The woman is healed. The daughter brought back to life. Does faith always lead to a good outcome? Does resisting fear always hold off grief or the time of trial? No, not always. Life will still happen – illness persists, death is final. Yet God is both of these too – steadfast and eternal. Trusting in God and believing that he is always in control is our strength in the storm. God can do the impossible. May we walk in faith, ever standing upon our steadfast and eternal God.

Prayer: Lord God, you are ever with me in the highs and lows plus all the places in between. May I be as true to you, O Lord. Amen.


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Fix Our Eyes

Reading: 1st Corinthians 4:13 – 5:1

Verse 17: “For our light and momentary troubles are achieving for us an eternal glory that far outweighs them all”.

Paul and the Corinthians know each other well. Paul lived there for about eighteen months, teaching, guiding, forming a church. Paul is one who has suffered much for his faith. The people of Corinth know this well. When Paul writes of these “light and momentary troubles”, the people of the Corinthian church understand that Paul’s troubles were far from light and momentary. Yet he does not lose heart. He holds onto hope and trusts in God with all that he is.

Paul points them and us on toward the “eternal glory that far outweighs them all”. Knowing Jesus’ story and seeing firsthand the troubles endured by Stephen and others who followed Christ, Paul understands the cost associated with belief in Jesus Christ as Lord and Savior. Many in the church in Corinth have undoubtedly experienced trials and sufferings for their faith. It is an understood part of the journey. Yet this life is but a small step, a light and momentary stop along our path to eternity. The glory we will experience there will be so wonderful and amazing. We can only begin to imagine how vastly that glory will outweigh this present reality.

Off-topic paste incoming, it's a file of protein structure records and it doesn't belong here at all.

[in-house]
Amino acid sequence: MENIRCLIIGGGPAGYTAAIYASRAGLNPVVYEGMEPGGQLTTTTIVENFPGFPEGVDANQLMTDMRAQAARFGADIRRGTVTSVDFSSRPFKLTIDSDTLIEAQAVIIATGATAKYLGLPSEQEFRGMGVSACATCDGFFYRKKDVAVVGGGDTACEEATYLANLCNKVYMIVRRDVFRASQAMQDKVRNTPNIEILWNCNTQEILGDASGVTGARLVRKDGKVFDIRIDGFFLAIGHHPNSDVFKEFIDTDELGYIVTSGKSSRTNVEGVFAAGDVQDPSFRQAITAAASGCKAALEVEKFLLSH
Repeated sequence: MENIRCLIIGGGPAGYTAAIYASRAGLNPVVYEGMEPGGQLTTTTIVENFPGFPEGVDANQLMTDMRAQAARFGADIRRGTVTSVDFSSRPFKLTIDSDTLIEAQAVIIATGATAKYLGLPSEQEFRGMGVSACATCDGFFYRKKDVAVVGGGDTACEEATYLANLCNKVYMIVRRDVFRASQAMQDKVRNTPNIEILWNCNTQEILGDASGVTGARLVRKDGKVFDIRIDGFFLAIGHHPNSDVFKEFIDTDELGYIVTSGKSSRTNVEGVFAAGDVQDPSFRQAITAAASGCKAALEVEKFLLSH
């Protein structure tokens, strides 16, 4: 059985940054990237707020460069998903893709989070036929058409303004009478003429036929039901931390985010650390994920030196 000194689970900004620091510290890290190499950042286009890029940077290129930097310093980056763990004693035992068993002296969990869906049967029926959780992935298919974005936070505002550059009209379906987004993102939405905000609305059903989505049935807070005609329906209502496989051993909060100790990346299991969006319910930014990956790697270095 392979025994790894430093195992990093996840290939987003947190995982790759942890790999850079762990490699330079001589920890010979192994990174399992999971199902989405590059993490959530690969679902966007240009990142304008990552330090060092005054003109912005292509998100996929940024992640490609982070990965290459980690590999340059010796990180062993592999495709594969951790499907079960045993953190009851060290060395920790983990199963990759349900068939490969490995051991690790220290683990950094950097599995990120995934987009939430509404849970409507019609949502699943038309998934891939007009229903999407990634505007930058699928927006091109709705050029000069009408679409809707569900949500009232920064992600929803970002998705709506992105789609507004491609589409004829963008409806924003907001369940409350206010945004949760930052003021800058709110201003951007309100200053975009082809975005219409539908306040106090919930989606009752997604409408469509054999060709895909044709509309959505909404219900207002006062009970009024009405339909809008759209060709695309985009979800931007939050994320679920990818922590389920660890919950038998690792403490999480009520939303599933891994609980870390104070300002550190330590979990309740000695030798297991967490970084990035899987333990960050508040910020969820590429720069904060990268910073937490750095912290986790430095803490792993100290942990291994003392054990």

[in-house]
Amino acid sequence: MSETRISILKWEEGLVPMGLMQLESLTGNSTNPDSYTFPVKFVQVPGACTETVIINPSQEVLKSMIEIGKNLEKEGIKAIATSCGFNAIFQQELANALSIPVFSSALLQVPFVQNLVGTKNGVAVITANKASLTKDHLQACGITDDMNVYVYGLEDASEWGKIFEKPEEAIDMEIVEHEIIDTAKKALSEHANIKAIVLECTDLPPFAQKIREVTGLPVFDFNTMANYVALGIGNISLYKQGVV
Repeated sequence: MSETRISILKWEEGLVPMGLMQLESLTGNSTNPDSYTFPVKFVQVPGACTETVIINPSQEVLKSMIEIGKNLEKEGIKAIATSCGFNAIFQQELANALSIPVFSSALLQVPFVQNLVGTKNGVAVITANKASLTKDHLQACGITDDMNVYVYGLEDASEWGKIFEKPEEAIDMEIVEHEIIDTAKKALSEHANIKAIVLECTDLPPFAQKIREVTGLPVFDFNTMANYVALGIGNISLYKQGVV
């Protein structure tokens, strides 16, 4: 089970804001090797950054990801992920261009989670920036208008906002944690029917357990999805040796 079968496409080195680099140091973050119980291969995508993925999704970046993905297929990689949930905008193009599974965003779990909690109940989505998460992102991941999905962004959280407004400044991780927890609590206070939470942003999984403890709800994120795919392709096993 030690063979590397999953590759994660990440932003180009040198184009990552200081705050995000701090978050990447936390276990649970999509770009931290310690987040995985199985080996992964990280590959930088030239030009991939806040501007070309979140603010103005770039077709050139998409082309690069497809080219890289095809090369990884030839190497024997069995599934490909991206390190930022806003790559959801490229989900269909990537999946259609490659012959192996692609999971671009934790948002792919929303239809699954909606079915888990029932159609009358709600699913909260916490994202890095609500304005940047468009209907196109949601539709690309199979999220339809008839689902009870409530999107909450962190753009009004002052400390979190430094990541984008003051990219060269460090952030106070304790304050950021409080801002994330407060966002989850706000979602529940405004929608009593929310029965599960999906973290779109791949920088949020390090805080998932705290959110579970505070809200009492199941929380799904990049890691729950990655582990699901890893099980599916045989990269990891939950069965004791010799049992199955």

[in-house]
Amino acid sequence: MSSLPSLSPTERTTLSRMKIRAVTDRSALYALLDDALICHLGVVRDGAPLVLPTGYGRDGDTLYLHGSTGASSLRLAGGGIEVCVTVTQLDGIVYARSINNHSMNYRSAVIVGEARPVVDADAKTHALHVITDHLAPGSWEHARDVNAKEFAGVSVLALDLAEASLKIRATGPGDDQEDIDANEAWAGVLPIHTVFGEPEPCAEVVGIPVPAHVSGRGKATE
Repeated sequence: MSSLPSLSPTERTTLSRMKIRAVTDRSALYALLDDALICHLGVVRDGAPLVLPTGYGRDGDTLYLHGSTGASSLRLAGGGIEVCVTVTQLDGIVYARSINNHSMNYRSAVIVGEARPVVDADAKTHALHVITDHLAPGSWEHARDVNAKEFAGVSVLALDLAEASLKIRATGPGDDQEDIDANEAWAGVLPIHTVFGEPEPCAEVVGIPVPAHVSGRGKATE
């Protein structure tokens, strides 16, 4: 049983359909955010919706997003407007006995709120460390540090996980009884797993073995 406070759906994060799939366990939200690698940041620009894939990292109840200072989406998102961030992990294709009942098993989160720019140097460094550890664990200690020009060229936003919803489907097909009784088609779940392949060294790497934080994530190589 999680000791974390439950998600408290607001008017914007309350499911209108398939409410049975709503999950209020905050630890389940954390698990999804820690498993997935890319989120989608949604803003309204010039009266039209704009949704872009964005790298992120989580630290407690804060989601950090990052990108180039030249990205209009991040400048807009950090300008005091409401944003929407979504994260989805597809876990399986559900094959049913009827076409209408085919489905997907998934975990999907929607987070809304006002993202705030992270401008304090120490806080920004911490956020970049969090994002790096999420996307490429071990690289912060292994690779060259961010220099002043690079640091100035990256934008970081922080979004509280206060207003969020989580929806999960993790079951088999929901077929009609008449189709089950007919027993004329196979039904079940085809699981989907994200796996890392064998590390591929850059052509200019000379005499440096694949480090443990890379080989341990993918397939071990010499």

In this life and especially in the trials, may we too “fix our eyes” on the eternal glory that awaits all who believe. The Lord is our hope for the life to come and our strength in the days of this present age. Thanks be to God for his love for you and for me!

Prayer: Lord God, your promises are the foundation of my hope and strength. As I walk day by day guide me in your ways. Keep my eyes and heart fixed on your glory and your kingdom. Amen.


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Hope Eternal

Reading: 2nd Corinthians 4:13 – 5:1

Verse 16: “Therefore we do not lose heart. Though outwardly we are wasting away, yet inwardly we are being renewed day by day”.

Photo credit: Aron Visuals

Paul begins our passage for today and tomorrow reminding us that because we believe in eternal life, we must speak of it. As ones who believe that God raised Jesus Christ from the grave, we also believe that we too will be raised. For Paul, we are to speak about this belief so that God’s grace may reach more and more people. As more and more people come to believe, God’s thanksgiving overflows.